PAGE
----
That sounds promising. I’m currently a Pie Menu Editor fan.
I wonder if this could bring benefits in the performance on heavy objects editing or is it only for data loading
does anyone know the practical advantages of having direct wayland support?
I was waiting for this.
Also knowing that brecht will be on cycles for a while is promising. I hope he’ll have time to tackle the ‘Unified sampling’ thing
Quite off topic, please forgive me, I don’t want to open a new thread for this question:
How’s Ton health? Did he get better?
From what I’ve read so far, on Twitter and other publications, Ton is back in business.
The proposal talks Import/export of formats that Blender imports/exports slowly. Specifically student talks PLY and STL, maybe others will come, depending on the student coding time and skills.
At this time, not much, but since distros are starting to move from legacy X11/xorg to wayland, probably it will be better to be prepared when distros declare X11/xorg as deprecated. After all, Blender is first class citizen on Linux.
Notes for meeting of Monday, 11 May 2020. 18:00 CEST / UTC 16:00 on #blender-coders on blender.chat.
- All the queries of all the modules are updated to include the sub tags as well.
- Bug fixing sprint this and next week.
- GSoC officially started last Monday, Blender has 10 projects accepted, the coding itself starts on June 1st.
Last week: 117 unclassified reports ; 22-26 high priority bugs
This week: 151 unclassified reports; 18 high priority bugs
- Most of the bugs tagged as 2.83 are now assigned to developers.
- 2.83 release postponed 2 weeks:
- bcon4: May 27
- release:June 3
- A reminder for the lead developers of the “10 big 2020 projects” to update the projects status to help with 2.90 planning.
- Particle nodes: Jacques is submitting patches (currently open for review: D7549, D7617, D7628). Plan is to get the first moving particles in master branch working in the next week I work on particle nodes.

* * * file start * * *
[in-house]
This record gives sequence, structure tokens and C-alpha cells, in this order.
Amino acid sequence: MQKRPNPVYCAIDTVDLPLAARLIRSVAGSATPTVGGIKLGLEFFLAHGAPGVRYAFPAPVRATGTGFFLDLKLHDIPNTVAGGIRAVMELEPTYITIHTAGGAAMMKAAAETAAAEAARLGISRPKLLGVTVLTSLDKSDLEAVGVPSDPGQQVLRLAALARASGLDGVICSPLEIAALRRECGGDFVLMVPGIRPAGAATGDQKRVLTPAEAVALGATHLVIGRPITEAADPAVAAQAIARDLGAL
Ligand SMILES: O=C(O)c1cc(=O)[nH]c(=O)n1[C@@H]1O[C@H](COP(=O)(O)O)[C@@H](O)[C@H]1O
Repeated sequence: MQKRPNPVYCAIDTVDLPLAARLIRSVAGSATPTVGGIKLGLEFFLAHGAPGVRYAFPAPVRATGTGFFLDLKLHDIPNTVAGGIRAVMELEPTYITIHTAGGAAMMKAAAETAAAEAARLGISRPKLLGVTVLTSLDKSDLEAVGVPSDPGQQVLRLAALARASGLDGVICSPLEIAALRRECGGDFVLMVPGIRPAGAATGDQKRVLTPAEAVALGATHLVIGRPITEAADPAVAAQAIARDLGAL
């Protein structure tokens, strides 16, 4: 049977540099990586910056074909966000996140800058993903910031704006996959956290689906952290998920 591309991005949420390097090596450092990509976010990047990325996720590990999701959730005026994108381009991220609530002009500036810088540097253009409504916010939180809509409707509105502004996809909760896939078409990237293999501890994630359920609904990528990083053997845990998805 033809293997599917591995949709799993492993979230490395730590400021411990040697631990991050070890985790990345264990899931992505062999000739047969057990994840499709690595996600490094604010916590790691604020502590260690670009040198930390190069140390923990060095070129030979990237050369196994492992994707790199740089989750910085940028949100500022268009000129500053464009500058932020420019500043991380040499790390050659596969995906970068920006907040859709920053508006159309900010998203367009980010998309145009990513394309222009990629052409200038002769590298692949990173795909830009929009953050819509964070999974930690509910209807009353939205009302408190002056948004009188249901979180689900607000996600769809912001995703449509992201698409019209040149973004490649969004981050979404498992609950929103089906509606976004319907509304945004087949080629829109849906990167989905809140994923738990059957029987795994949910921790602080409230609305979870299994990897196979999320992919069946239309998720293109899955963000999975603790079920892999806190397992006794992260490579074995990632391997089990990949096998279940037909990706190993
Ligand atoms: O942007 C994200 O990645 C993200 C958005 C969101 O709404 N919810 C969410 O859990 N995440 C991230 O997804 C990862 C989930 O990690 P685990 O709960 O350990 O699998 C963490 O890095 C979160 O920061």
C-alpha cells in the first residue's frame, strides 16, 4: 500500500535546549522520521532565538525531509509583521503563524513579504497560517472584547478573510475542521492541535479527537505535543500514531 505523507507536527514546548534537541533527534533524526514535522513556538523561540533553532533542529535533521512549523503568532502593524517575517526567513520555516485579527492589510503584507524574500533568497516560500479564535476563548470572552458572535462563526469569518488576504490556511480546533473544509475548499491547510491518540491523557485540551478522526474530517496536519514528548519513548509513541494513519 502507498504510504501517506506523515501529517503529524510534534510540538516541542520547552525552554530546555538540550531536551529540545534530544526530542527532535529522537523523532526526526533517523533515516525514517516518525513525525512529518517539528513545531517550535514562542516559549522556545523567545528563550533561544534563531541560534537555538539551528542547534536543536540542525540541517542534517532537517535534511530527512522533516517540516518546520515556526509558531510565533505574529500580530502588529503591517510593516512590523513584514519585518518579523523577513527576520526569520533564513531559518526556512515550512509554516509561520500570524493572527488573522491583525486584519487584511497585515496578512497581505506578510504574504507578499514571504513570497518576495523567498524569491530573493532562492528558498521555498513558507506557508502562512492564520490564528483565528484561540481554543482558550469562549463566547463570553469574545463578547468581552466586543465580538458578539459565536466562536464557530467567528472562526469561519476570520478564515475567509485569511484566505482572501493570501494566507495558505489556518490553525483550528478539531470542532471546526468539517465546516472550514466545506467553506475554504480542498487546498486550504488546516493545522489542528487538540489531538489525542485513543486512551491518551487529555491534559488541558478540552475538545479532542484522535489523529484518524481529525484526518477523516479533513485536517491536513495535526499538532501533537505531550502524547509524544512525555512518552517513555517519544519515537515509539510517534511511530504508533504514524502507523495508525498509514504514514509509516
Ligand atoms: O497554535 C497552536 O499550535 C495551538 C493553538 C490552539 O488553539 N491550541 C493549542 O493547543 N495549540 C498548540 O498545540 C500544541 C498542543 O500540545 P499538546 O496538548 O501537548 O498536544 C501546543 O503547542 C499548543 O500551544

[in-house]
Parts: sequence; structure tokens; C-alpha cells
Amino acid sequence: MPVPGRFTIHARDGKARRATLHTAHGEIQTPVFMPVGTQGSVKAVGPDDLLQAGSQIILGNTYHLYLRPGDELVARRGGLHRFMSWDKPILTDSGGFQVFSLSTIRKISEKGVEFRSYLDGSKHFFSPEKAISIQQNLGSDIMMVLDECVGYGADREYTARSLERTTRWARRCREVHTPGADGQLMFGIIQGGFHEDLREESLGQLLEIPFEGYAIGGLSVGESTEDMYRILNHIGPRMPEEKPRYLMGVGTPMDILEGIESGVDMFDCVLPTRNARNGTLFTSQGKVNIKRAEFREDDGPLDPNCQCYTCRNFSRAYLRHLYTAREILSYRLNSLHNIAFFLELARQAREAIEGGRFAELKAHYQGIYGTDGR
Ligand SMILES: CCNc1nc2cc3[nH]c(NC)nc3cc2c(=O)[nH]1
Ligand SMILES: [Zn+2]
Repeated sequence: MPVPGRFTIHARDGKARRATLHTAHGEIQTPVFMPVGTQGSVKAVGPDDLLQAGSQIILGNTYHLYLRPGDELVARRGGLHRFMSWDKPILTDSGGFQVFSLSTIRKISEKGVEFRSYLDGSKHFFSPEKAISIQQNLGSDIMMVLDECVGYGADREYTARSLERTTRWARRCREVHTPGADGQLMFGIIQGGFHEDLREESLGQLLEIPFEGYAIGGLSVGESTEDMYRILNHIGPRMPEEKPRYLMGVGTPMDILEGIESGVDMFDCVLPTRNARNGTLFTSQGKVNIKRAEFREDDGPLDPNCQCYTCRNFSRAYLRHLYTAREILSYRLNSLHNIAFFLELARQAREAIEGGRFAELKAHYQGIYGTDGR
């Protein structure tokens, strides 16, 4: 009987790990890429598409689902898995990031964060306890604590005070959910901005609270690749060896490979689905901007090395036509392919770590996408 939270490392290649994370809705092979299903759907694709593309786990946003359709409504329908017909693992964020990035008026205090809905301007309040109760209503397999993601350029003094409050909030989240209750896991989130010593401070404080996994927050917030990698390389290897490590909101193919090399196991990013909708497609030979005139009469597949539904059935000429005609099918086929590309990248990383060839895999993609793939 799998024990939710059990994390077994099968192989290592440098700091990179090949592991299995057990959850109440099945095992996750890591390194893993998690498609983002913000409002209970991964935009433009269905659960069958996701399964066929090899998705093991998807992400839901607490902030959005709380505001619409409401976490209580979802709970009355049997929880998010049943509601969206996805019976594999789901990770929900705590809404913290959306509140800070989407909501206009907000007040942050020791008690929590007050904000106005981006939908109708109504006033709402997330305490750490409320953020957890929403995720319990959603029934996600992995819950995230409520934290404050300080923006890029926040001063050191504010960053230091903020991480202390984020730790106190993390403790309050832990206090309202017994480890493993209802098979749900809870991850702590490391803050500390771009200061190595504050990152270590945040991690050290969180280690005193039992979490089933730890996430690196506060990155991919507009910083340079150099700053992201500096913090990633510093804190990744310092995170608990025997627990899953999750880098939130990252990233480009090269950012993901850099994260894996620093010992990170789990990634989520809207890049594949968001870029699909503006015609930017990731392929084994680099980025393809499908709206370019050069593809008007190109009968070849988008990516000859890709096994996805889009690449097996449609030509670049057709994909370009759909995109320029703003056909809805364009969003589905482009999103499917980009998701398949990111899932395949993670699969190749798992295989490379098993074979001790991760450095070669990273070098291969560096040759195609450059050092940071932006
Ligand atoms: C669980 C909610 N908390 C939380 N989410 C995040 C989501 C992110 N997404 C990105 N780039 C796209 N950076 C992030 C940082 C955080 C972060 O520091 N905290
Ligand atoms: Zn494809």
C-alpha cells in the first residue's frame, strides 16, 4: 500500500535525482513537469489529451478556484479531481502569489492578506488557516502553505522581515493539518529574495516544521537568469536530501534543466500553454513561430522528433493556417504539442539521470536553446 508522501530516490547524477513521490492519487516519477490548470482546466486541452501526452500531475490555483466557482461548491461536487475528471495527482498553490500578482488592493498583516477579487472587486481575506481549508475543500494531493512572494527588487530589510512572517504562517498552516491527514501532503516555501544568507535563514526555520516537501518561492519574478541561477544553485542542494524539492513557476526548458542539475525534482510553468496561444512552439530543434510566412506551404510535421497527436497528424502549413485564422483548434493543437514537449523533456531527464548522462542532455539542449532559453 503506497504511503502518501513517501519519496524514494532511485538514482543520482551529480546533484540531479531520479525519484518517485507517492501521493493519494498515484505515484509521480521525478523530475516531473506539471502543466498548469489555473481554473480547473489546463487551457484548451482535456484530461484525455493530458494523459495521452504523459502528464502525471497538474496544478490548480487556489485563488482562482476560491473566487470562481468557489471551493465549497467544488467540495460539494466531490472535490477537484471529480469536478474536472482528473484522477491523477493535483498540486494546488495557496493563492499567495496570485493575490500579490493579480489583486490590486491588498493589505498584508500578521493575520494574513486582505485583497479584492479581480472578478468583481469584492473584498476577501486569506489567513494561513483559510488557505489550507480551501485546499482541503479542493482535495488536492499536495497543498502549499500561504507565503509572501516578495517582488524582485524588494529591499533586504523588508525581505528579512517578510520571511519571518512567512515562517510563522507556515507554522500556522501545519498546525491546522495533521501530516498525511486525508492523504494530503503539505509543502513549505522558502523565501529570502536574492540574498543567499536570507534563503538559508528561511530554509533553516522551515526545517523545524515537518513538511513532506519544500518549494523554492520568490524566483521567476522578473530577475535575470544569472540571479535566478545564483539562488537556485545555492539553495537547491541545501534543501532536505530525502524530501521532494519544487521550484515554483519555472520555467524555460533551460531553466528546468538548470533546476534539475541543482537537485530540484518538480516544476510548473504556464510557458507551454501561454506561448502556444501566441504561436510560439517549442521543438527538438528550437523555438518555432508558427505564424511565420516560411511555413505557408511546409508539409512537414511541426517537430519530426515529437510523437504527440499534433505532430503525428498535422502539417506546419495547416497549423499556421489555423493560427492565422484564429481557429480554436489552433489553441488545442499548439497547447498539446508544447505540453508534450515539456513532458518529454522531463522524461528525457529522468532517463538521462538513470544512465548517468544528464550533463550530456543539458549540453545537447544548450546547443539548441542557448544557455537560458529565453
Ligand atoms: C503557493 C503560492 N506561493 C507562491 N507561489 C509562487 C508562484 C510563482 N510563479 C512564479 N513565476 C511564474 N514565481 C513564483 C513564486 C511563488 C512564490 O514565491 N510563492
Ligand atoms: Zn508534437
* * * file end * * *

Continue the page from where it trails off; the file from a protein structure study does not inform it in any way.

- Collision Solver: Sebastian Parborg (and Jacques) know what is missing but will bring Brecht into the loop to be sure there are clear deliverables and the planning is sound.
- Pablo Dobarro asked about the status of the patch review of the Sculpt/Paint module, which sparked a discussion after the meeting with the involved parties.
New Features and Changes
- User Interface: search now supports adding operators to quick favorites and assigning shortcuts. ( Campbell Barton )
- Line tool support for different arrow styles at endpoints. ( Juanfran Matheu )
- Curves are now smoothed similar to grease pencil, with the Use Stabilizer settings. ( Antonio Vazquez )
- Grease Pencil: curve drawing options for randomizing Thickness, Strength, UV, Hue, Saturation and Value. ( Antonio Vazquez )
- Bastien Montagne
- Brecht Van Lommel
- Campbell Barton
- Dalai Felinto
- Germano Cavalcante
- Hans Goudey
- Jacques Lucke
- Jeroen Bakker
- Julian Eisel
- Pablo Dobarro
- Philipp Oeser
- Richard Antalik
- Sebastián Barschkis
- Sebastian Parborg
- Sergey Sharybin
- Sybren Stüvel
Images to New Features
This is good news! I’ve been waiting for this for quite a while.
What should also be mentioned is Dalai’s recent announcement that the Blender app. has too many bugs right now, so the plan is to make all of the developers do nothing but fix bugs for two weeks.
This type of mentality is far better than what many commercial vendors do, which is listing tons of non-critical bugs as acceptable so the release can be pushed out the door (to satisfy investors).
It really depends, if i need a new feature in a new release right now because it could make my work faster and i don’t use any of these features that are bugged out, i profit from the early release. But i agree listen to investors over users is always a bad choice (for the users).
Fantastic! Been waiting for this kind of upgrade since I started using Blender. This and the upgraded search functionality that shows the origin of the operators make Blender a lot more approachable.
damn yeah me too lol…
This is great ,don’t forget blender 2.83 will be the most stable version ever ,which will be supported for the next one year!
Man, if only Epic would do this (along with improving workflow and UI) with Unreal Engine… Maybe they need 6 months, but it would make life using the engine much better. Don’t get me wrong though, Epic are great and I love the way they are putting their Fortnite cash to use (making stuff like Quixel free to everyone, and supporting open source ecosystem etc.) UE4 is also great, but it’s quite buggy and an awful lot of UI is just a mess or insanely basic. The documentation of UE4 is also a bit lacking. Funny that some of Epic’s money is going to improving exactly these kinds of things with Blender, but I’m happy
Me too. Super happy this has finally happened. The improvements to search (search menus and operators) are also very welcome!